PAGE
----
Scientific Disciplinary Sector (SSD)
M-FIL/07 - HISTORY OF ANCIENT PHILOSOPHY
Sem. 1B dal Nov 14, 2022 al Dec 23, 2022.
History of Ancient Philosophy
The course aims at offering in-depth knowledge of the basic subjects, authors and schools of ancient philosophy (6th Century bC-529 aD), thus allowing students to deepen their knowledge of the history of a fundamental phase of Western philosophy and its most important concepts.
At the end of the course, students will be able: to consider ancient philosophical texts within their proper historical-critical perspective; to approach them from viable hermeneutical points of view; and to judge critically and by themselves the subjects and the authors treated in classes. This will also enable them to compare some topics of ancient philosophy with contemporary subjects and authors. Students will also develop the capacity to communicate philosophical contents to specialists and non-specialists alike, and the capacity to continue their studies at a MA level.
Prerequisites and basic notions
A previous knowledge of ancient philosophy is required. The knowledge of ancient Greek and Latin is not compulsory. More important is a careful lexical research and an interest in a critical reading of philosophical texts.
Course title and content: "Fiction, Illusion and Imagination in Greek Thought
The course aims to examine the connection between fiction, illusion and imagination in Greek thought. Texts by authors belonging to the poetic and philosophical tradition will be read and commented on, placed in a chronological segment that runs from the Homeric poems to the literature of the Byzantine age. Particular attention will be paid to the notion of ekphrasis (figurative description), and the associated constellation of "vividness" (enargeia) and "imagination" (phantasia) - as it is predominantly configured in ancient rhetorical and philosophical texts as far back as Aristotle. The connotative element of ekphrasis is the interdependence between the visual medium and the graphic medium, their mutual integration in a figuration that is articulated through words and in a writing that is articulated through images.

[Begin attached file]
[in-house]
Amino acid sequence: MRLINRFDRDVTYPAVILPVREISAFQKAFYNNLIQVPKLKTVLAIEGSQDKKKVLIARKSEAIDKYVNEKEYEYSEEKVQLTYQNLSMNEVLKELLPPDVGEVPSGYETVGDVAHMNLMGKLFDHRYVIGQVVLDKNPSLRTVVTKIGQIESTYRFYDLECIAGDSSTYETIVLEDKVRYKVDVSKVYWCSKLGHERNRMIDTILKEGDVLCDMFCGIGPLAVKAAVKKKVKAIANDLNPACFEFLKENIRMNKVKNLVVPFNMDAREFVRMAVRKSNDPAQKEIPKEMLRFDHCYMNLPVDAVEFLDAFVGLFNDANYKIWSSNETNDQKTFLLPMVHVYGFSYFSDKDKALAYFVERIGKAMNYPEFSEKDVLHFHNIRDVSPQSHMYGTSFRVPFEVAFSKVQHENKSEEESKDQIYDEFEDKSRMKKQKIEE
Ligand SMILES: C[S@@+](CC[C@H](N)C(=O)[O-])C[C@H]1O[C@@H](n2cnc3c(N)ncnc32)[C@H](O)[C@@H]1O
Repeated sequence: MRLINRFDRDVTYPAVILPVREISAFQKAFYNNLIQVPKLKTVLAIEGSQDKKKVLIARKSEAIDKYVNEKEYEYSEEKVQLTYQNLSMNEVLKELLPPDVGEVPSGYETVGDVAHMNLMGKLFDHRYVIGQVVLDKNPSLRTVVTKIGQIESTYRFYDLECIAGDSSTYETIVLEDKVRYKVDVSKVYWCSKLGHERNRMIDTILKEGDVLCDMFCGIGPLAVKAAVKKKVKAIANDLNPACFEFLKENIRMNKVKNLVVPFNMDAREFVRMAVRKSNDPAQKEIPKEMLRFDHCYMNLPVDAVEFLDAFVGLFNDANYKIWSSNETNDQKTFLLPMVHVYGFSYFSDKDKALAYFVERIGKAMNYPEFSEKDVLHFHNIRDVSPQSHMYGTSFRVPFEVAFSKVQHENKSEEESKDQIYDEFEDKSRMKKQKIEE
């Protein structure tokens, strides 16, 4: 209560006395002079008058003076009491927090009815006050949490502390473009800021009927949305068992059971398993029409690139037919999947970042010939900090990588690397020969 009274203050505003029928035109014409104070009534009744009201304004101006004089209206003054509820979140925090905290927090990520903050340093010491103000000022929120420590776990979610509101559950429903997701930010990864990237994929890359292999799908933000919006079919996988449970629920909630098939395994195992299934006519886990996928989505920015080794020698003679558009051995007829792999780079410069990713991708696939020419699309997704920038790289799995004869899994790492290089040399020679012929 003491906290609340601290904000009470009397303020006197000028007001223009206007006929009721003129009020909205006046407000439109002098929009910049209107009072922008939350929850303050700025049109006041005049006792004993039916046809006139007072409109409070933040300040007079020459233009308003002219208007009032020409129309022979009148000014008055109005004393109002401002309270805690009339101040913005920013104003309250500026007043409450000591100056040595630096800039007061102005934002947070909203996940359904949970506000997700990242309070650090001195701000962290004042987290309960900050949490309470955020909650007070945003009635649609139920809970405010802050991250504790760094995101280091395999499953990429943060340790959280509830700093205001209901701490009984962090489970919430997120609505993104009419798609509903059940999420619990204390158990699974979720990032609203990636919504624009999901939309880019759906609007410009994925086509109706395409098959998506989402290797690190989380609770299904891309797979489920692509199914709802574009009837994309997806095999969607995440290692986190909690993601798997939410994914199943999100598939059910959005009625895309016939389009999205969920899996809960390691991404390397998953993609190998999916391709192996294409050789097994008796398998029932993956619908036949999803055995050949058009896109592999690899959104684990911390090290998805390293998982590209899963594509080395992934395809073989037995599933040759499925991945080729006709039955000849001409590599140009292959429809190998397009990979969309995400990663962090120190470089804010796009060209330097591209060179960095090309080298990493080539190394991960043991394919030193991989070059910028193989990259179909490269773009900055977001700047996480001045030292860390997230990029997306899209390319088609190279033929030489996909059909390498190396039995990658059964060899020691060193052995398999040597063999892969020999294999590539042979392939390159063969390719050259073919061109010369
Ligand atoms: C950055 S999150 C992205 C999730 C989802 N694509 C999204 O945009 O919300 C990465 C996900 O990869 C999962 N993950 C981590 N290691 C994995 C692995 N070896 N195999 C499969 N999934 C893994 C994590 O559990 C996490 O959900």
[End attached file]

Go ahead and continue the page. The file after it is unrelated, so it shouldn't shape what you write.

The fundamental theoretical moments of this path will be examined in depth, in the light of themes of decisive importance for the history of ancient philosophy such as the question of phantasia, its importance in the theory of perception and knowledge, its constitution in rational and verbal proposition.
There will be a shared reading, carried out in the form of a workshop, of some fundamental texts concerning the relationship between fiction, illusion and imagination in the ancient world: this moment of confrontation will imply active participation in the discussion of the positions sustained in the texts and, where possible, a critical examination of them.
A) S. Marino, A. Stavru (eds.), Ekphrasis, Rome, Aracne 2013.
B) G. Lombardo, La figura inevidente, Modena, Mucchi 2021.
Recorded lectures will be available on the University e-learning service and are an integral part of the examination programme.
PROGRAMME FOR NON-ATTENDERS
The programme for non-attending students is identical to that for attending students, but they will have to deepen their knowledge of both volumes.
Visualizza la bibliografia con Leganto, strumento che il Sistema Bibliotecario mette a disposizione per recuperare i testi in programma d'esame in modo semplice e innovativo.
The teaching is carried out in frontal mode. The lessons are made available via streaming (Zoom links are available on the Moodle page of the course). Recordings are placed on the Moodle at the end of each lesson.
Learning assessment procedures
the student will be examined orally; he will be invited to read and comment some passages of the examined texts. The student may write a short essay (5-7 pages) on the monographic section (Aristotle and pleasure). She will send it to the teacher a week before the exam.
The normal duration of the exam session is 15-30 minutes. Exam modes are differentiated between attending and non-attending students (see program).
Ability to organize and articulate the acquired knowledge; critical reasoning on the topics of the course; quality, depth and coherence of the exposition, competence in the use of terminology and expressions rerlated to ancient philosophy.
Criteria for the composition of the final grade
The evaluation is expressed in a grade out of thirty.